China’s stock market has recently bled out $7 trillion dollars worth of value.
This weekend marked the Chinese Lunar New Year and the start of the Year of the Dragon.
The last time we checked in on that nation, Chinese officials tightened export controls due to new rules the US had implemented related to semiconductor manufacturing.
It appears that other nations are now joining the US in building up supply chains that do not involve China. Canada has seriously strengthened its access to lithium, a critical component of batteries and other modern tech.
Canada has overtaken China in BloombergNEF’s Global Lithium-ion battery supply chain ranking, an annual assessment that rates 30 countries on their potential to build a secure, reliable, and sustainable lithium-ion battery supply chain.
This marks the first time China has not claimed the number-one position. Canada’s consistent manufacturing advancements and strong ESG credentials have made it a leader in future battery supply chains. Its strong integration with the US automotive sector and commitment to policy at both provincial and federal levels contribute to its ranking in BNEF‘s ranking.
This appears to be one sign among several that indicate China is limping into the Year of the Dragon economically.
China’s efforts to arrest a $7 trillion stock market rout are evoking memories from 2015, when Beijing took drastic steps to stem a crash. This time, investors say, the problems are much more entrenched.
Authorities have snapped into crisis mode to support China’s tumbling markets, taking aim at short-sellers and freeing up cash for banks, while state funds are boosting purchases. Signaling the growing alarm, China abruptly ousted its market chief Yi Huiman on Wednesday, rolling out another hallmark of the near decade-old blueprint to boost stocks.
“The shuffle demonstrates that the political impulse remains to tighten administrative controls rather than address fundamental problems facing the economy,” Eurasia Group analysts wrote in a note after the surprise shake-up. Rather than helping, they wrote, “it entrenches the sense of malaise and weighs on confidence.”
The Chinese market has lost the combined gross domestic product of Japan and France. Meanwhile, Chinese officials are trying to give the economy the “Wuhan Treatment,” which says they are suppressing all bad news related to a recent stock market plunge.
In recent week, the state security ministry has reportedly made clear Beijing is on the lookout for those disseminating negative views on China’s economic and market prospects. This chilling warning not to “denigrate China’s economy” via “false narratives” is Mao Zedong, not Adam Smith. And it raises troubling questions as China’s influence soars.
China’s top intelligence agency is saying the quiet part out loud as it prioritizes “strengthening economic propaganda and public opinion guidance.” The truly disturbing question, though, is what’s written between the lines in bold font.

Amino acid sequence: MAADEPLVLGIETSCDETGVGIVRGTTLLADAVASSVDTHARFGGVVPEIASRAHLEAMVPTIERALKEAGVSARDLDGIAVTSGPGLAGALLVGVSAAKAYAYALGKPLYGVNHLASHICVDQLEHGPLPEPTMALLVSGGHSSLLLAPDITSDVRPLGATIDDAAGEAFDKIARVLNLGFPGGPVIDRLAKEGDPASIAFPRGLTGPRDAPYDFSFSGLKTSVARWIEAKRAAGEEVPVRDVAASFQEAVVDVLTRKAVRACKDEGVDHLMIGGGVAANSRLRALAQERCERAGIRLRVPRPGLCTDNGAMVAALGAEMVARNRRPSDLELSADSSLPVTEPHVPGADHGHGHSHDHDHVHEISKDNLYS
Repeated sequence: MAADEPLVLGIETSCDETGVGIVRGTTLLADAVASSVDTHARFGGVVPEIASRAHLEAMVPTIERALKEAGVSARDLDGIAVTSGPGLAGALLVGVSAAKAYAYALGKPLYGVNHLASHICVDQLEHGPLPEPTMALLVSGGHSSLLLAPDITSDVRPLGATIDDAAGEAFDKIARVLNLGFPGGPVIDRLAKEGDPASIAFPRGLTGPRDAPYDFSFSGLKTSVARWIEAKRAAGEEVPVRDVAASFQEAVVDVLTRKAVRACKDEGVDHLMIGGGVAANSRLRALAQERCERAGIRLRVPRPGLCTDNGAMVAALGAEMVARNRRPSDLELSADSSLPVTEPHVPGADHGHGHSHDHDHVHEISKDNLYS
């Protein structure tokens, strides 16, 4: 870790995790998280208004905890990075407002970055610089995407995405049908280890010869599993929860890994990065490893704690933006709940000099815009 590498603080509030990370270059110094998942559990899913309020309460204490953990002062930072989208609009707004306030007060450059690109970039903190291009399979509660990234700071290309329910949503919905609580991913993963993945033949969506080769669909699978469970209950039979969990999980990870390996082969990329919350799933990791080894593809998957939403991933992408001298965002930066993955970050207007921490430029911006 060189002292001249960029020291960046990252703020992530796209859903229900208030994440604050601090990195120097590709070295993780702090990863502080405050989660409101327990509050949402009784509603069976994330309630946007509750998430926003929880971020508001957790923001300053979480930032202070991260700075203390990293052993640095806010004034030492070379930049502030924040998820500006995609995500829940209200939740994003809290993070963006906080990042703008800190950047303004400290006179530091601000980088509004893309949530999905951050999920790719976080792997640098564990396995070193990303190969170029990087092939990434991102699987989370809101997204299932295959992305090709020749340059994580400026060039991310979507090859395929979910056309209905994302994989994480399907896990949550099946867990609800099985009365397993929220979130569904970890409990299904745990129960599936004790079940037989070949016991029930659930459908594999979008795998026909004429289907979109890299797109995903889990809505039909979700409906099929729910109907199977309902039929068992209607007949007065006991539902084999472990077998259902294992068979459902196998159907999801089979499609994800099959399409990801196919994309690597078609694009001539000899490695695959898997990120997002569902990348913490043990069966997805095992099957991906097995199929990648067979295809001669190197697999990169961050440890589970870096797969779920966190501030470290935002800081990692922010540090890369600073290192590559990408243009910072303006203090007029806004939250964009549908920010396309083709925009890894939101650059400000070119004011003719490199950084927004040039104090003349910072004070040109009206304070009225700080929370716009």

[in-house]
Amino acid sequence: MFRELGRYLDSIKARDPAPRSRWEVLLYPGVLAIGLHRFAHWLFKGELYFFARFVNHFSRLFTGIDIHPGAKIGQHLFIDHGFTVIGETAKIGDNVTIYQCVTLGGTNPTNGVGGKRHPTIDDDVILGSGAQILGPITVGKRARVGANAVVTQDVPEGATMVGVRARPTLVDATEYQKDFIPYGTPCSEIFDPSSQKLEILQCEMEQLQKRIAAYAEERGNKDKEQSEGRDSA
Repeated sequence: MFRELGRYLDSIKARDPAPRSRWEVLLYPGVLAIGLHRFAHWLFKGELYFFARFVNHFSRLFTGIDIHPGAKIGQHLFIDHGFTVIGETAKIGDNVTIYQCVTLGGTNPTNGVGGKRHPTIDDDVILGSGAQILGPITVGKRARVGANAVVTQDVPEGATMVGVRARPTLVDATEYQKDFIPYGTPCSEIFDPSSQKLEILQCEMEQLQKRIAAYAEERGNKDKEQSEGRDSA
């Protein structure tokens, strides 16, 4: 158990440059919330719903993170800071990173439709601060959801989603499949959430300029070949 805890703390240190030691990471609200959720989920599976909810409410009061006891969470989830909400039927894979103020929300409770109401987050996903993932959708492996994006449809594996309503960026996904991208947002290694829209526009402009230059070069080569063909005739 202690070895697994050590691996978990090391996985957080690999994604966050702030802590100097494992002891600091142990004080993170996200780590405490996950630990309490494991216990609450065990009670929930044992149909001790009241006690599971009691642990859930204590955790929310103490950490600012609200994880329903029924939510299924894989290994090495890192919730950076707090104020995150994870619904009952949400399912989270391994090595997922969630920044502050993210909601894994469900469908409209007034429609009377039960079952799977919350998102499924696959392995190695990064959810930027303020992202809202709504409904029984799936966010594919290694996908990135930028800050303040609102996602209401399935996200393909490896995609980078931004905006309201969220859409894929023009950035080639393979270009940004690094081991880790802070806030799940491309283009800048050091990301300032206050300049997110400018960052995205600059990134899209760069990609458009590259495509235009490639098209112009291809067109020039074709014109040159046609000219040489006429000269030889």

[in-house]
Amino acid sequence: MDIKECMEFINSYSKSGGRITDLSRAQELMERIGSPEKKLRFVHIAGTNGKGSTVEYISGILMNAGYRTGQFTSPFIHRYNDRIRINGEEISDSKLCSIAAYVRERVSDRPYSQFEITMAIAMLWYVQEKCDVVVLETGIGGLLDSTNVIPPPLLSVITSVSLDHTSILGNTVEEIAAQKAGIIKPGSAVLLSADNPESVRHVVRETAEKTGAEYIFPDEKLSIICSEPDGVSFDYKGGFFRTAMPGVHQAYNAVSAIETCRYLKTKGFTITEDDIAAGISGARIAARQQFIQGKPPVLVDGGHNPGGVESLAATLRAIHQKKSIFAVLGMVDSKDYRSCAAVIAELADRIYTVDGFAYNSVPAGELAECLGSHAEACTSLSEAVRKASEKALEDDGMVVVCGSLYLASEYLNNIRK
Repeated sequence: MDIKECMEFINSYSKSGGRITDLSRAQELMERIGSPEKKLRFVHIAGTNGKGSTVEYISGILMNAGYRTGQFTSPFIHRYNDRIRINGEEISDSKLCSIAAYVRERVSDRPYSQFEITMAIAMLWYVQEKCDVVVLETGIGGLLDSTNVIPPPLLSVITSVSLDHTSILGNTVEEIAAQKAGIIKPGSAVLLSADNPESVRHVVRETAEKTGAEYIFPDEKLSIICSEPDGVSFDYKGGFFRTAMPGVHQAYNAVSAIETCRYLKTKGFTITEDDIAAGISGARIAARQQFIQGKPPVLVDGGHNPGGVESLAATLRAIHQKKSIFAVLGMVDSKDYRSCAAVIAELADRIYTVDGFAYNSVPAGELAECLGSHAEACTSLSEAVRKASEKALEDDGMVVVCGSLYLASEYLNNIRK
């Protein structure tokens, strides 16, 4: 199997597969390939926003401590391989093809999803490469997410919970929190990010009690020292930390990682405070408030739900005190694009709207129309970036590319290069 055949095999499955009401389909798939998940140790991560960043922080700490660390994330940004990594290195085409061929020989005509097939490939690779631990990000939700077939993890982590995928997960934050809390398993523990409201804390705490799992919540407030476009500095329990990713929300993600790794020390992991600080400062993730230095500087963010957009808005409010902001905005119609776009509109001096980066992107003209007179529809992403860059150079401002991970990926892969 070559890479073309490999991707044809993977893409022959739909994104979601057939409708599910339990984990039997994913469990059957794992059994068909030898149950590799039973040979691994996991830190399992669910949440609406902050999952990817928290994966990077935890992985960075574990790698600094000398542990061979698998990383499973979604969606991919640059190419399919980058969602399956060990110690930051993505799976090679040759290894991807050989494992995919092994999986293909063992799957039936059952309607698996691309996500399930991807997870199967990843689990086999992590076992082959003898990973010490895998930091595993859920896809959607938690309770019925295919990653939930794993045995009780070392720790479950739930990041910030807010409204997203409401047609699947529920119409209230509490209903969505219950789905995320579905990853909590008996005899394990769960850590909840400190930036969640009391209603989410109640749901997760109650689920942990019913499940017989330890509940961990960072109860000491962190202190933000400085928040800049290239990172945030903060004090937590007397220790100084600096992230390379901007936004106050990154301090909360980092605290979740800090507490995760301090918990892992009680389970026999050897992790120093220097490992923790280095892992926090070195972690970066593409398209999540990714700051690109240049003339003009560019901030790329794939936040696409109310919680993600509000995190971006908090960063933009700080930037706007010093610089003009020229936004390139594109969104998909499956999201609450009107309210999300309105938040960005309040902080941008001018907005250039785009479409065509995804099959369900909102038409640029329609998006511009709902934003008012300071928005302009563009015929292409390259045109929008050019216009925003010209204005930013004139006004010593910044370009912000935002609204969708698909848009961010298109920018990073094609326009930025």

In January, Bloomberg reported that Citigroup is discouraging its private bankers from discussing China’s currency or strategies to hedge the yuan when visiting the mainland. More recently, Xi resurrected the “Article 23” stunt the Communist Party has been trying to impose on Hong Kong for two decades now.
This vaguely worded law is meant to bring a city once considered the London of Asia more in line with China’s curbs on information deemed dangerous to the state. It builds on sweeping changes China foisted upon Hong Kong in 2020, following widespread protests a year earlier.
The Chinese have taken some steps to stem the bleeding, but financial analysts indicate that there won’t be a turn to the Year of the Bull Market any time soon.
Bloomberg News reported that authorities are considering a stabilization fund worth around $280 billion, to prop up share prices. And Reuters has reported strong buying activity in recent days, consistent with what analysts say is a pattern of market-buoying action at times of trouble by the “national team” of state-backed investment firms.
…So far, the effects have been limited. But Wu expects the intervention to ultimately make a difference — at least in the way it eventually did in 2015 and 2016, during the market’s last big nosedive.
“I would say this time it’s probably the same thing in the sense that these policies are good enough to stop that downside,” [Winnie Wu, China strategist at Bank of America in Hong Kong] says, referring to the possibility that shares continue to fall indefinitely. “But it’s not good enough — or it’s not even intended — to drive a rally or drive a bull market.”
For that, she says, China has to address its macroeconomic challenges — deflation, a property crisis, low confidence and consumption and unanswered questions about what sectors are going to propel the Chinese economy into the future.
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